MS is a term used to describe the disease multiple sclerosis. MS is a disease of the central nervous system. The central nervous system is made up of the brain and the spinal cord with its connections. In MS, the communication between the brain and other parts of the body through the nerves is intercepted. It is believed to be an autoimmune disease. In autoimmune diseases, the body develops antibodies and begins a defensive attack against its own tissues. In MS, the attack is launched against the tissue which serves as an insulating coating for the nerves (myelin sheath). This affects the sensation they covey to various body tissues they supply. The term “multiple sclerosis” refers to the many areas of scarring (sclerosis) that result from the destruction of the myelin sheath in the brain and spinal cord. This destruction is called demyelination. Sometimes the nerve fibers that send messages are also damaged, this may lead to the brain shrinking in size over time.
MS affects approximately 400,000 people in the United States and 2.5 million worldwide. More than 200 people are diagnosed with MS each week in the United States. In North America and Europe, an estimate of greater than 100 people per 100,000 population have MS while it is very low in Eastern Asia and sub-Saharan Africa (about 2 people per 100,000 population).
What are the signs and symptoms of MS?
MS often occur in young people. The first symptoms are usually experienced between the ages of 15 to 60 years. It is commoner in women than men and largely uncommon in children.
It usually starts as visual disturbances like blurry vision or double vision, blindness in one eye, or difficulty differentiating between red and green colours. Another early symptoms is tingling, pain, burning, and itching in the arms, legs, trunk, or face and sometimes a reduced sense of touch.
Other symptoms are:
- Weakness in the hands and feet
- Difficulty in keeping a good balance and coordination often leading to frequent falls
- Difficulty in walking due to paralysis of the lower limb muscles
- Distortion of sensations (paraesthesia) like feeling numbness, prickly, or pins and needle sensations on the hands and feet.
- Speech difficulties
- Hearing loss
- Poor concentration
- Cognitive impairment
- Inability to control emotions normally
- Urinary tract issues like Frequent and strong urges to urinate, Involuntary passage of urine (urinary incontinence), Difficulty starting to urinate and Inability to empty the bladder completely.
Most times the symptoms of MS reduce or ‘disappear’ and the sufferers have periods of relatively good health (remissions) which alternates with periods of worsening symptoms (flare-ups or relapses). Relapses can be mild or debilitating. MS symptoms however, progressively worsen over time.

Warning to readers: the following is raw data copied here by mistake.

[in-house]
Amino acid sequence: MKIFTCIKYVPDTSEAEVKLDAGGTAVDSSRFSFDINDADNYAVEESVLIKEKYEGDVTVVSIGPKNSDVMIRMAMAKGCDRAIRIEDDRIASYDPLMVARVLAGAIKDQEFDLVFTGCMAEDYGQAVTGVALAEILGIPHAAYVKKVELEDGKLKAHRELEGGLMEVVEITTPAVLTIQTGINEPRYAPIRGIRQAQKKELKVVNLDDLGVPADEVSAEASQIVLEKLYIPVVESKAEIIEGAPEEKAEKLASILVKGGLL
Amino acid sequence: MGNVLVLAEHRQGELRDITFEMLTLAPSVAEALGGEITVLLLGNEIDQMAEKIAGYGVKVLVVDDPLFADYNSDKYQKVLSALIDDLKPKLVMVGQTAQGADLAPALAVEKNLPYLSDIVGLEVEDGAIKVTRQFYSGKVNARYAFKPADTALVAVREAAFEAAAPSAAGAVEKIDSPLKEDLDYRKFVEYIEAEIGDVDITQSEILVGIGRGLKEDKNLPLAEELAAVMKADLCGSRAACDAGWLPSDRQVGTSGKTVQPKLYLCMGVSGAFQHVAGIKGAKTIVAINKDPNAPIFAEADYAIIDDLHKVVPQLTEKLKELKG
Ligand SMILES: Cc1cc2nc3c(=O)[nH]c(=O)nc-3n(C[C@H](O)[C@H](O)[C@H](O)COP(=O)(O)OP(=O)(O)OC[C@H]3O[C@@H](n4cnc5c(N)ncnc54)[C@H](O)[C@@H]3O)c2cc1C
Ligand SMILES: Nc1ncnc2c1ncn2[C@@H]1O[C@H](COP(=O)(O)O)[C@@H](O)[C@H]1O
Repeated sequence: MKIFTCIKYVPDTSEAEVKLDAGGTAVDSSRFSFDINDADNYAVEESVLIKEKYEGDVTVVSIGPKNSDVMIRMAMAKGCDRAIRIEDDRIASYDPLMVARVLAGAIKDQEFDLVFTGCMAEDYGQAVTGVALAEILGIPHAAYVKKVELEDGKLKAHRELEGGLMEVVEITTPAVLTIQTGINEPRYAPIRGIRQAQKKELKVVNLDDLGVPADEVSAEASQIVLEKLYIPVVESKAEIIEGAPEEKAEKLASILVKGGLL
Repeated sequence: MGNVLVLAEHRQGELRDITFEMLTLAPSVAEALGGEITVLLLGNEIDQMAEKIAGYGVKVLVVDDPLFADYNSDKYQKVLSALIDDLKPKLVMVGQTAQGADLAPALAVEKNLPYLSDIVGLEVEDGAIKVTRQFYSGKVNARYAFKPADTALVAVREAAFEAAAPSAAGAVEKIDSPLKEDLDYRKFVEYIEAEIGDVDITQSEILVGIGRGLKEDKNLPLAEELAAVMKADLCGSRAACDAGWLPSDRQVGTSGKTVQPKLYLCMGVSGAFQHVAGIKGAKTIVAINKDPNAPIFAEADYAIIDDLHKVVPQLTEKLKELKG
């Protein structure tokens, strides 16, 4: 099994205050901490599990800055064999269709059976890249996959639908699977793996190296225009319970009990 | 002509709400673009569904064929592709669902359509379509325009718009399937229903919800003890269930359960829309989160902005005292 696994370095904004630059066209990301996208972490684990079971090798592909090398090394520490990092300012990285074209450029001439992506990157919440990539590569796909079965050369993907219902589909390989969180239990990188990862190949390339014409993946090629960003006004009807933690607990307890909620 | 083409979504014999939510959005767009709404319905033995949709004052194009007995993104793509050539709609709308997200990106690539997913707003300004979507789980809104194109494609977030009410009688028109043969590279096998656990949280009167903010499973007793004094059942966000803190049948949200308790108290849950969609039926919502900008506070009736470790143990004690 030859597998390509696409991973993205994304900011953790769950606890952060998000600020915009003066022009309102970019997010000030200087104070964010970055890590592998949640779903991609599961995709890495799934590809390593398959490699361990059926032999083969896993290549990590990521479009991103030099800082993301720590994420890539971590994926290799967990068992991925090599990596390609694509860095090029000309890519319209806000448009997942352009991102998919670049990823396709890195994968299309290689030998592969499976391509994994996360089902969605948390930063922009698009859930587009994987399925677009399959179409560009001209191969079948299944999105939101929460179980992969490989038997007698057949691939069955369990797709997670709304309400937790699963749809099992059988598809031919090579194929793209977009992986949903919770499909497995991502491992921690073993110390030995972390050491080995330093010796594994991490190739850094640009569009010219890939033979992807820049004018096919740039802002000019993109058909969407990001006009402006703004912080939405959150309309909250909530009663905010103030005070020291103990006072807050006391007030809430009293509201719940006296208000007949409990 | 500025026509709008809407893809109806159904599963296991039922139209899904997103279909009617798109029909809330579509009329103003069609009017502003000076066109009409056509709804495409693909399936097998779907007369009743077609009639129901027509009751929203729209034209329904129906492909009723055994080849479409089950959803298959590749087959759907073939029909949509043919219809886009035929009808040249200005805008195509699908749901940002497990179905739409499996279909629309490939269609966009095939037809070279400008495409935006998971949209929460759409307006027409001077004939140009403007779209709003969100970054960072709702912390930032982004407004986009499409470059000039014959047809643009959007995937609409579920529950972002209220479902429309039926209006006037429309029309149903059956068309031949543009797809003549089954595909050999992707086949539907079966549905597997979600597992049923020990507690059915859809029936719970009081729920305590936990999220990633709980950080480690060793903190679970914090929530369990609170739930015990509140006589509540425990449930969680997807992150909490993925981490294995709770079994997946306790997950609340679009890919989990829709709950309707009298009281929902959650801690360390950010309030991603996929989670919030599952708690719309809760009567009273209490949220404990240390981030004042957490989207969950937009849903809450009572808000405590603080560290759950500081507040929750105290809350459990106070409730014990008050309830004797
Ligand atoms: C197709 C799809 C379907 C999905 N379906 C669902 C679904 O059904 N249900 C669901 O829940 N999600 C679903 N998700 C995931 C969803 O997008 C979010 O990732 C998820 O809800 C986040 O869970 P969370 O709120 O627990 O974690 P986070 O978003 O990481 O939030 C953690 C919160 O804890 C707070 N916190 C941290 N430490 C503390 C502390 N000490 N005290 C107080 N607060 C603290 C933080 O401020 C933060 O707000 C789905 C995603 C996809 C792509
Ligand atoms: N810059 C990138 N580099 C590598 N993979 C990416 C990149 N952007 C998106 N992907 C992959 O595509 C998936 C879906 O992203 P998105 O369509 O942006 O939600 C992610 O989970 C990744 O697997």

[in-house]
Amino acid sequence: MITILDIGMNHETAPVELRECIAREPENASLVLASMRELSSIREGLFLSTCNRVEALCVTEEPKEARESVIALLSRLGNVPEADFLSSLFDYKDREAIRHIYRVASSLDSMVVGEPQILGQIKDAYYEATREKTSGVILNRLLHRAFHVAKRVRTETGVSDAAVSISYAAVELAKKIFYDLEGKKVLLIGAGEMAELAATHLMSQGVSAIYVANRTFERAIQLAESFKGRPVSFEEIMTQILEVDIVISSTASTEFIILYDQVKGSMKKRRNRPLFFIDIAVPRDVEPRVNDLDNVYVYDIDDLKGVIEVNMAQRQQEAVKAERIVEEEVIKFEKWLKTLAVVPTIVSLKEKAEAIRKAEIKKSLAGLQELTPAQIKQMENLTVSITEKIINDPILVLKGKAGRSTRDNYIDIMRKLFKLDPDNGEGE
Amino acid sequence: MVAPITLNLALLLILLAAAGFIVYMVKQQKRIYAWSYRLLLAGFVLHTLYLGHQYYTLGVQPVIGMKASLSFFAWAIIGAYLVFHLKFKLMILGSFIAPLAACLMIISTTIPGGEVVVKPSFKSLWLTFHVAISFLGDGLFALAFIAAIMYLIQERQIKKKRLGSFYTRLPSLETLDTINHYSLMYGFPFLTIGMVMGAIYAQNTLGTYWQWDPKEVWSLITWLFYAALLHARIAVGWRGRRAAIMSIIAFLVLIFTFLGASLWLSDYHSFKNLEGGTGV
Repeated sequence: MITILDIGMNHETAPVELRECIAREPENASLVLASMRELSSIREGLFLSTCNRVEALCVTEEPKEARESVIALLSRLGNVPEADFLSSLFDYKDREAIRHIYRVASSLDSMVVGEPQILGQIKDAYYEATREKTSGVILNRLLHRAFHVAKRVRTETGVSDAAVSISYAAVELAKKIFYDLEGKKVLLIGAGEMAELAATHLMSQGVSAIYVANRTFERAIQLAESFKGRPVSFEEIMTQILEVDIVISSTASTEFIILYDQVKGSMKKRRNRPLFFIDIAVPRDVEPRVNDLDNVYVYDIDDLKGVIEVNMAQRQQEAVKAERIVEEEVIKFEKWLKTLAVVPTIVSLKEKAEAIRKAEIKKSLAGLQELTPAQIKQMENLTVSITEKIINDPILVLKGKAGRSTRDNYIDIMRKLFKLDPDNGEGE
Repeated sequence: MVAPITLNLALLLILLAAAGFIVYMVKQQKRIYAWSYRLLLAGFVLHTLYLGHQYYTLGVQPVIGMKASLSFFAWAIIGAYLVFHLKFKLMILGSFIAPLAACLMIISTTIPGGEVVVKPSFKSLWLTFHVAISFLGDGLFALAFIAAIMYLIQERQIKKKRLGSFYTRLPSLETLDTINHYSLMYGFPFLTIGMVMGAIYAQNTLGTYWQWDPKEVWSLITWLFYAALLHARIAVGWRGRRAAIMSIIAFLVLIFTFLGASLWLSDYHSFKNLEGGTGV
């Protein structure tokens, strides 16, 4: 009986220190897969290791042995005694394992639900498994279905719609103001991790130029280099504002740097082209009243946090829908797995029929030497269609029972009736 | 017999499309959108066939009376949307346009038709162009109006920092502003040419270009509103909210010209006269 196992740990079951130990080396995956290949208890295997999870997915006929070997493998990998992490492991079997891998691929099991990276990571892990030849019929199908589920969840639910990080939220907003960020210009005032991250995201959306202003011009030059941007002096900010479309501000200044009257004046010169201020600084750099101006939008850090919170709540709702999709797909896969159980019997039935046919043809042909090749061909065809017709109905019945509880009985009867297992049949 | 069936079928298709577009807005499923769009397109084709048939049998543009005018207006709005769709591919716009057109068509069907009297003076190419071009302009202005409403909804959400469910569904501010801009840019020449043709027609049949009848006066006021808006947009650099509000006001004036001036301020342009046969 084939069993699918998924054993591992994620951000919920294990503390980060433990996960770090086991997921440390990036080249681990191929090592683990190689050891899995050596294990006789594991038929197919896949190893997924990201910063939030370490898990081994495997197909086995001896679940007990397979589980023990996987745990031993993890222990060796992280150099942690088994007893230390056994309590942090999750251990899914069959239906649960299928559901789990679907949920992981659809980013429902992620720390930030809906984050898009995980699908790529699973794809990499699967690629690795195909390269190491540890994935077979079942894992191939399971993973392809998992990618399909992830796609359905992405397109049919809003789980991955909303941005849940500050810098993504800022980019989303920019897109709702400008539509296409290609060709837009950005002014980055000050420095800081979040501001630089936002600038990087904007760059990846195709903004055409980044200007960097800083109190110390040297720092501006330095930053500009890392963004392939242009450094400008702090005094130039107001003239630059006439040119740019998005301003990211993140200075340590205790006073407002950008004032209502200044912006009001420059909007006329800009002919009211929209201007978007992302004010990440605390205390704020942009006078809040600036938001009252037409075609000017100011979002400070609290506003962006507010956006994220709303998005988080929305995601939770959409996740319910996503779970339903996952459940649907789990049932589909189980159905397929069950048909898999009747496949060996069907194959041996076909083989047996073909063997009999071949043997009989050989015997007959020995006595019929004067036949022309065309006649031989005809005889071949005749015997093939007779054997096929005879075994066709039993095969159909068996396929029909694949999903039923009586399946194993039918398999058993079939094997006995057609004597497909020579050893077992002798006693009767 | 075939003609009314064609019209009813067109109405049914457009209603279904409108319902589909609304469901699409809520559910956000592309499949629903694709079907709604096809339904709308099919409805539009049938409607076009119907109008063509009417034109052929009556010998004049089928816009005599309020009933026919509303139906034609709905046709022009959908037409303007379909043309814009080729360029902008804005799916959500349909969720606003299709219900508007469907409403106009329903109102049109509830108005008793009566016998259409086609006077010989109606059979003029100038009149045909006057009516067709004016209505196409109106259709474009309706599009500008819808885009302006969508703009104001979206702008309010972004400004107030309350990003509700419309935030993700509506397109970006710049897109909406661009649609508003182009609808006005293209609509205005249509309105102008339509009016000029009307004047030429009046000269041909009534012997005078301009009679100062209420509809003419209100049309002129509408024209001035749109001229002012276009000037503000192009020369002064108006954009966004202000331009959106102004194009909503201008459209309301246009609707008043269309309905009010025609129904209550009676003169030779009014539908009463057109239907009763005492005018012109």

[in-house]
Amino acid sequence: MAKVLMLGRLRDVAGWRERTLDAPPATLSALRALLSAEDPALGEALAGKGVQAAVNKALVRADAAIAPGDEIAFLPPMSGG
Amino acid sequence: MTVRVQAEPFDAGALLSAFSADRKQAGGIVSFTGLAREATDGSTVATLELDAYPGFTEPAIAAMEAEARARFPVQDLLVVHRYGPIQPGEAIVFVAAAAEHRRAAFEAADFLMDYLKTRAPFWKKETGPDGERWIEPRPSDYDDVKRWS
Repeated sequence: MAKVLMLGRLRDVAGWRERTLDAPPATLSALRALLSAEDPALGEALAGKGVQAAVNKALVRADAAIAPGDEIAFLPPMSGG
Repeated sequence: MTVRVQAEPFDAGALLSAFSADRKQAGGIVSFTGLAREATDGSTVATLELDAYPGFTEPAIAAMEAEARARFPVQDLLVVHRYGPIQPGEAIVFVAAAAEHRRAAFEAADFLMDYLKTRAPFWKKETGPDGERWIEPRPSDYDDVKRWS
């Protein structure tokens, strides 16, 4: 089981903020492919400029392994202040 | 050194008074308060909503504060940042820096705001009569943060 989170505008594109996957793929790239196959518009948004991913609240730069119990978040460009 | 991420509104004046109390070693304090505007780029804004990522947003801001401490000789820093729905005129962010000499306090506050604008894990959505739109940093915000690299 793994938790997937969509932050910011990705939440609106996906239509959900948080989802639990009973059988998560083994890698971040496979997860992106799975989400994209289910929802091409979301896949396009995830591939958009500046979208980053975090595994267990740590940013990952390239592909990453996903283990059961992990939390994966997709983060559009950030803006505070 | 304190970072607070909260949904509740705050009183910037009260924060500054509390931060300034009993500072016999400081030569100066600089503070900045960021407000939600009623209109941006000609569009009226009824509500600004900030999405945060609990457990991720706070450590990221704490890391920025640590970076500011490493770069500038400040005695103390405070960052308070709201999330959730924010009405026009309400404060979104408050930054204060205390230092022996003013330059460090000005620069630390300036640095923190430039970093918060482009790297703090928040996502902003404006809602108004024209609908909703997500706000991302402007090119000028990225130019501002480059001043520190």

What causes MS?
The cause of MS is largely unknown but is believed to be as a result of a complex interplay between the immune system; and genetic and environmental factors.
Environment has been reported to play a role in MS. Where people spend the first 15 years of life affects their chance of developing MS. It occurs more in people who grew up in a temperate climate, than tropical climate and much less commonly in people who grew up near the equator. The exact reason is unknown but may be linked to the higher vitamin D levels in people whose skin are more exposed to sunlight like in the tropics and close to the equator.
It is also interesting that where people live later in life (regardless of climate), does not change their chances of developing multiple sclerosis.
Smoking also increases the chances of developing MS.
Is MS hereditary?
Even though MS is not an exactly straight forward predictable hereditary disease (like the Mendelian model), researches have reported that genes play a very important role in its occurrence. An identical twin is 30% more likely to have the disease if the other twin has it, and about 15 to 20 % of people that have MS had a family member who suffered from the disease.
The lifetime risk is also greater among first degree relatives than second and third degree relatives. The risk of MS is also markedly higher if both parents have MS and the risk of half-siblings is lower than that of full siblings. These show that the risk of MS increases among individuals who share similar genes, though the exact pattern is not known.
What is the treatment of MS?
Currently there is no cure for MS. A lot of people with mild disease do well with no medications at all, and are only monitored by the doctors. However, some steroid drugs may be given to treat the acute symptoms of an attack. There are many other approved drugs which are also used to decrease attack frequency and severity, treating relapses, or delaying progression. A lot of these drugs are potentially toxic and have serious side effects. They are only given by professionals and individuals on them are monitored closely for these side effects.
So when you or a family member have some of the symptoms listed above, do well to quickly book for a doctor’s appointment for proper evaluation.